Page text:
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Argentine government admits economy hurt by default

His comments on Wednesday came a week after the country defaulted on a $539 million interest payment on bonds, restructured from a 2001 default, on a total of $100 billion. Kicillof said on Radio Del Plata, a local station on Wednesday: “It is a battle that of course will affect Argentina. The government said it could not pay the debt as a U.S. court was barring the distribution of funds to creditors who had accepted 30 cents on the dollar in bond swaps in 2005 and 2010. The US court ordered the country to pay in full plaintiff creditors who had not restructured their bonds from the default at the same time. The government countered that the ruling would trigger more lawsuits with claims of at least $120 billion from the restructured bondholders, leaving the country mired in more debts and legal problems. Kicillof then opted for a default saying, along with other officials, that the economic fallout would be minimal. But the minister's comments on Wednesday contradicted the statement. He said foreign trade would probably grow 2.1 percent this year, less than the 4 percent in 2013. But he sought to ensure Argentines that the government would take steps to limit any fallout. “Where there is a problem, there is going to be a government active in economic affairs, so that there is no loss in jobs,” he said.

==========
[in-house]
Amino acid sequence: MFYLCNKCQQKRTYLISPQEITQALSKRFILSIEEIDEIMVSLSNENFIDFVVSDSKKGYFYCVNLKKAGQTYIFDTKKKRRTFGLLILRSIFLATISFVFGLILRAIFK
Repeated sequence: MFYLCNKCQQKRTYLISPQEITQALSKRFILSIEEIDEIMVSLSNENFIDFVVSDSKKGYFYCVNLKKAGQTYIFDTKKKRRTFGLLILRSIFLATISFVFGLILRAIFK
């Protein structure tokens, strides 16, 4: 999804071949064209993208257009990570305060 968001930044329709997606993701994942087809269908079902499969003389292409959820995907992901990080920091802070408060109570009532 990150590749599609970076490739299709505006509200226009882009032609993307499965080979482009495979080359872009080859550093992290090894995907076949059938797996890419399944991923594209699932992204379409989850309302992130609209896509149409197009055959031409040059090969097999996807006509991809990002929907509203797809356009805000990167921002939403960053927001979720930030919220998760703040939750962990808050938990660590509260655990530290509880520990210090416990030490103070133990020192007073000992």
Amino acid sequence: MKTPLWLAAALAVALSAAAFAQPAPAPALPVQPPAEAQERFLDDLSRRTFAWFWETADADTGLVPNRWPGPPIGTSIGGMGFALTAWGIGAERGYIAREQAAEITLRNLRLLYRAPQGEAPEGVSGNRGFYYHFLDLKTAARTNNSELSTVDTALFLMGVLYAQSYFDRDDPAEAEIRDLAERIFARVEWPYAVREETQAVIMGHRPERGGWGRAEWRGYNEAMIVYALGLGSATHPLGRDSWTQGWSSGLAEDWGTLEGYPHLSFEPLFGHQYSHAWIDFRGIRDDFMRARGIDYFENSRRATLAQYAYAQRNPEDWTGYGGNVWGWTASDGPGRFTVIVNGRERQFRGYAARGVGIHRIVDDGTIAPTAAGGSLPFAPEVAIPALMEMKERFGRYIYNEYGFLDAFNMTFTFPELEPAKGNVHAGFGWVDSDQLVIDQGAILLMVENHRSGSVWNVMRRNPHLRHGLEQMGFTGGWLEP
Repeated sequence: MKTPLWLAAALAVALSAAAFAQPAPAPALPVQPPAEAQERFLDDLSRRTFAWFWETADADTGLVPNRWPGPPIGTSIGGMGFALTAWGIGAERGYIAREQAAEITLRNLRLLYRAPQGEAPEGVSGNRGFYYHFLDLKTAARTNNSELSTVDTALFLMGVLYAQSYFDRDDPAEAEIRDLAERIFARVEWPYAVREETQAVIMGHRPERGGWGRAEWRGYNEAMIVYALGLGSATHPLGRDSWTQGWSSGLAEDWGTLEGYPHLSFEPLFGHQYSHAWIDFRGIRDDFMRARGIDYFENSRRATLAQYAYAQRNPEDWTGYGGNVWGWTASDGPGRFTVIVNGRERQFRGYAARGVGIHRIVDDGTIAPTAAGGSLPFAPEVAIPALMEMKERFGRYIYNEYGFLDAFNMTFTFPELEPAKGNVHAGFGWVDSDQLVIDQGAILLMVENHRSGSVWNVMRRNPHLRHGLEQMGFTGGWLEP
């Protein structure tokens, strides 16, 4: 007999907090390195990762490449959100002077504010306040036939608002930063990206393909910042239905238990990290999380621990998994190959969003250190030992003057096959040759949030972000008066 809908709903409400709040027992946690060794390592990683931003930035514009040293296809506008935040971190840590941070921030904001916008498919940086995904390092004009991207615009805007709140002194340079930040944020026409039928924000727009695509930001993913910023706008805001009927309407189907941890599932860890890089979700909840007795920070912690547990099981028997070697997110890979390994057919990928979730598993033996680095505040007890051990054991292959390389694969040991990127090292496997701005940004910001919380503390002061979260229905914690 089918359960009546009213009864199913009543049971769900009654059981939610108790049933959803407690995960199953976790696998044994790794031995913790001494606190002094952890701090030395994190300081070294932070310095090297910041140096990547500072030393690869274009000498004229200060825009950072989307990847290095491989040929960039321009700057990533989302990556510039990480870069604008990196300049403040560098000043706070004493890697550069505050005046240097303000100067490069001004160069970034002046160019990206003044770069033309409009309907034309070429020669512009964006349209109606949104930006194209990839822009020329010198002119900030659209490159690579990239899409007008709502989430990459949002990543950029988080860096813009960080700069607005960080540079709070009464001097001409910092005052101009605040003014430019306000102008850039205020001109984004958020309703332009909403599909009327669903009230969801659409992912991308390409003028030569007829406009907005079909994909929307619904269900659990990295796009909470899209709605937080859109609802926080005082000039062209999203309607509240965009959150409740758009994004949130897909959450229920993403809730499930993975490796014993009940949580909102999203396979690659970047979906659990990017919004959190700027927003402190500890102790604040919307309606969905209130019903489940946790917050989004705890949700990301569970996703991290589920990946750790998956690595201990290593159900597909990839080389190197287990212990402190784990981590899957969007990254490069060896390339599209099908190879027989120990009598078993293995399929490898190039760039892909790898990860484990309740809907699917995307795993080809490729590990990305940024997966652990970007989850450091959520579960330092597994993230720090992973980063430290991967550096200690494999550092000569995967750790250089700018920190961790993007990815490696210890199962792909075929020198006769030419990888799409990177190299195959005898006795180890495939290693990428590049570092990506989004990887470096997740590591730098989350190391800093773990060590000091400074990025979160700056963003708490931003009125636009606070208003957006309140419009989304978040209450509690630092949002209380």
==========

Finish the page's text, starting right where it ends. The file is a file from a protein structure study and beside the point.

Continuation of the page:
The government has been putting price controls on basic goods at pharmacies, supermarkets and other retail outlets to try to contain inflation, now estimated by by private economists to be 30 percent annually.

It launched a state mobile phone plan last week that it estimates will save consumers 22 percent compared to private plans.

Most economists, however, have warned the economy could contract by more than 2 percent this year because of the default, worse than the 1.5 percent previously expected.

They have also warned of faster inflation, higher interest rates, a weaker currency and rising unemployment.

Kicillof said that companies should pitch in to help ease any contraction in the economy.

“The government is going to do its part, and executives should do their part by taking risks, investing, helping and accompanying,” Kicillof said.

He said the government was willing to work closely with industrial leaders and was open for suggestions on what to do, adding that economic measures were to be “announced in the next few days”.

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